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Veteran Turkish actor interrogated over ‘threats to Erdogan’

Famous Turkish actor Metin Akpinar was briefly detained by police and testified to Istanbul prosecutors on Monday after authorities opened a probe into whether the comments he made on television constituted a call on the military to overthrow President Recep Tayyip Erdogan, local media reported.

Akpinar, also a well-known comedian in Turkey, is accused of making “insulting” statements against Erdogan and calling for a military coup.

“If we do not reach this (democracy), like what happened to all forms of fascism, the leader might be hung from his feet or maybe poisoned in the cellars or meet the same end as other leaders in the past,” he reportedly said on television on Friday.

The Istanbul public prosecutor said on Sunday that Akpinar was being investigated over “insulting comments that targeted the Turkish president with coup and death threats”.

Akpinar, 77, and another Turkish actor, Mujdat Gezen, had been taken by police officers separately to give testimony in the same investigation.

Akpinar had also claimed on opposition Halk TV that any leader who “turned to Russia except Mustafa Kemal (Ataturk) left office” through coups.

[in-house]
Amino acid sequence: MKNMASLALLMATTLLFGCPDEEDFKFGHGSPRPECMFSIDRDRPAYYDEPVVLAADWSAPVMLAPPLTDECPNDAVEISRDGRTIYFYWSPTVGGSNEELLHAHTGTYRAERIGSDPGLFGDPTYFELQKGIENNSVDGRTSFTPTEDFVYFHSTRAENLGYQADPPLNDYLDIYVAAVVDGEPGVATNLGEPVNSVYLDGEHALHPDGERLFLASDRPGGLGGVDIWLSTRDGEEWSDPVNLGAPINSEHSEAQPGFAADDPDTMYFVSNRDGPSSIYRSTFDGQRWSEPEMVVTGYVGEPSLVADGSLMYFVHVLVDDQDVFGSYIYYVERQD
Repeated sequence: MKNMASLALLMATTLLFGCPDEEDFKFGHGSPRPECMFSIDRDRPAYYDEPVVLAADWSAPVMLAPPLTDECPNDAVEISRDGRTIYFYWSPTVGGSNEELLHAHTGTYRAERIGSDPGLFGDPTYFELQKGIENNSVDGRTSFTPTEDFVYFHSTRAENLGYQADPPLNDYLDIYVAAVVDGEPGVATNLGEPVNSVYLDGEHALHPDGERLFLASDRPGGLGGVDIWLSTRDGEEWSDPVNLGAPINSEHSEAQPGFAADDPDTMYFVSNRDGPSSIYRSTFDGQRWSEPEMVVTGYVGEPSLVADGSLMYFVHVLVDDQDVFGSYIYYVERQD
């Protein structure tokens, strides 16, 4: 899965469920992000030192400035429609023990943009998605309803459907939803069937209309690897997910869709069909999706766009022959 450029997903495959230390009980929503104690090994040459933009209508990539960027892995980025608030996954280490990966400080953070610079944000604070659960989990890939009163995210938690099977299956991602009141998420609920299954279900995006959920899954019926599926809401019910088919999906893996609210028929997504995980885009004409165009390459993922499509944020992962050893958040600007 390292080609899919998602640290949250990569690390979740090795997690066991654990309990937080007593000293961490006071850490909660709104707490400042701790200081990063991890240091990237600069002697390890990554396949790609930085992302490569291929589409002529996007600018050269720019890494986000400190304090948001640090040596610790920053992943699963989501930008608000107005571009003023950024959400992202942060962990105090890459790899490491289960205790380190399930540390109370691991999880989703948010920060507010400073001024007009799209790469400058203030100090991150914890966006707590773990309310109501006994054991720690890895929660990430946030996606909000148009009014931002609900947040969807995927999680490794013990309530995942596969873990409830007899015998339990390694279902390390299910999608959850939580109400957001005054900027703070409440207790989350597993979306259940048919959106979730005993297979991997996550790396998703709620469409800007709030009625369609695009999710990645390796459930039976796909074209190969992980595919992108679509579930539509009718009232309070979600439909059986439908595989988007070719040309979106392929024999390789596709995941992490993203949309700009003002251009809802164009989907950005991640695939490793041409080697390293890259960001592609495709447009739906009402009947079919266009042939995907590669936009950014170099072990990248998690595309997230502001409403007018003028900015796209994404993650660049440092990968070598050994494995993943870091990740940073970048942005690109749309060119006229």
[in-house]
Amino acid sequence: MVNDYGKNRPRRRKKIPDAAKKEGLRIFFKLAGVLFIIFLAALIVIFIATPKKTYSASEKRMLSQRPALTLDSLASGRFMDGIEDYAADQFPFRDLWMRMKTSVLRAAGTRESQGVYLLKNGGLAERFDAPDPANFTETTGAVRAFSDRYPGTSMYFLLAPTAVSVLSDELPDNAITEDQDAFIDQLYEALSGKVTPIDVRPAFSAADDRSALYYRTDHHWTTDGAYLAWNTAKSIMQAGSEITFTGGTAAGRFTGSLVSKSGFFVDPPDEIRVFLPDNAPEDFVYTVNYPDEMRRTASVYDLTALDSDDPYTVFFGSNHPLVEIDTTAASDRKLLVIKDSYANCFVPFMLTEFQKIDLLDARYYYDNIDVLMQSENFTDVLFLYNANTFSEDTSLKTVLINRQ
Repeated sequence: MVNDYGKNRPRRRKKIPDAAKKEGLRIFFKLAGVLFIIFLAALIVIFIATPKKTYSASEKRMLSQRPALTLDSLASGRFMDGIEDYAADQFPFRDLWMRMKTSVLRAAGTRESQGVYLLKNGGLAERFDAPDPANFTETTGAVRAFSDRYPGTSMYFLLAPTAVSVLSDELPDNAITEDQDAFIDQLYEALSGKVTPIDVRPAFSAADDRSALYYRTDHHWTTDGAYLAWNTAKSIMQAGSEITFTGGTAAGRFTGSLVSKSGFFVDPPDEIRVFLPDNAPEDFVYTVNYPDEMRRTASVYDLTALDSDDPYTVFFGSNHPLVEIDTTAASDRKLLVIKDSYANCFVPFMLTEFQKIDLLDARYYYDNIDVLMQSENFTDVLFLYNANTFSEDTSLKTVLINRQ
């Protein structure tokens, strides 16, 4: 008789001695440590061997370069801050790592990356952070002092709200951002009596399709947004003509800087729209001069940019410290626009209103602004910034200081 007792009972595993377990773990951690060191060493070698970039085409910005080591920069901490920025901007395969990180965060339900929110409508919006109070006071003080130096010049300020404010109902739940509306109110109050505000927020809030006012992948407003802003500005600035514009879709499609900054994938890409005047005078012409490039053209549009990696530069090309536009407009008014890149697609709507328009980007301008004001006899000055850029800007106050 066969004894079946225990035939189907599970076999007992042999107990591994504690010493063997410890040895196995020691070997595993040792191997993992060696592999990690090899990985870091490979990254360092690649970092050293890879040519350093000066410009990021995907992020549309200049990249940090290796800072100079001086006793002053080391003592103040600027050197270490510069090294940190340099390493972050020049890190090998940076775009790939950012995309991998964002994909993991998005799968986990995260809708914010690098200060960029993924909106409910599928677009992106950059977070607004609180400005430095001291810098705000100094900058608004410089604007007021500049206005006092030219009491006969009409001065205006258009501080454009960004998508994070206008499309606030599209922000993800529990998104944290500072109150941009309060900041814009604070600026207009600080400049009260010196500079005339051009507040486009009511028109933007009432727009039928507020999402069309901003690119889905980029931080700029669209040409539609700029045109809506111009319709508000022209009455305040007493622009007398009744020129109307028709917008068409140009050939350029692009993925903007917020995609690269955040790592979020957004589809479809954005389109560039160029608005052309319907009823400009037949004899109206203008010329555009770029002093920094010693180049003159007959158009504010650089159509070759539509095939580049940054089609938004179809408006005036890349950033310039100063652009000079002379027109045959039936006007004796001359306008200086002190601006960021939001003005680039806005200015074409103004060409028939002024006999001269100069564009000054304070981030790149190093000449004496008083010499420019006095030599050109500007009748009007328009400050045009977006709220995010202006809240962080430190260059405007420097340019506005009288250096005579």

Ataturk was the founder of modern Turkey.

Social media users condemned the fact that the Akpinar and Gezen were detained by police who went to their houses early in the morning, commenting that the pair would have already gone to the courthouse to testify on their own will.

While journalist Asli Aydintasbas‘ tweeted, saying “Turkey’s leading comic being detained by police this morning after the president lashed out at his comments on a TV show. So not funny,” Sinan Ulgen, a former diplomat and head of a Turkish think tank, said “Not just leading comic. Metin Akpinar is an institution in Turkish popular culture. He is the country’s most well known and respected comedian.”

In another striking comment, journalist Ilhan Tanir pointed out that Akpinar produced prominent theater plays, where he satirized Turkey’s military dictatorship that came to power in 1980, while he is currently accused of “calling for a military coup”.

Another Twitter user, a university student according to her bio, wrote with the hashtags dedicated to the two prosecuted actors: “Am I the only one feeling like I’m trapped in the novel 1984?”, in reference to George Orwell‘s famous book.

Turkey has witnessed three military coups in 1960, 1971 and 1980. In 1997, an army-led campaign forced the government to resign and then in July 2016, there was an attempted overthrow of Erdogan blamed on a U.S.-based Muslim preacher.

Akpinar said democracy was the “only option to save Turkey from polarization”.

Gezen, 75, was more direct in his remarks against Erdogan on the same program: “He tells the people ‘know your place’. Look Recep Tayyip Erdogan, you cannot test our patriotism. Know your place.”

The investigation into the men came after the president said on Sunday: “They should be brought to account for this by the judiciary.”

Erdogan hit out at the “so-called artists” during a speech in Istanbul. “We cannot leave this business without giving a response, they will pay the price.”

Thousands of Turks including artists and journalists have been prosecuted in recent years over allegedly insulting Erdogan, although most have not been imprisoned.


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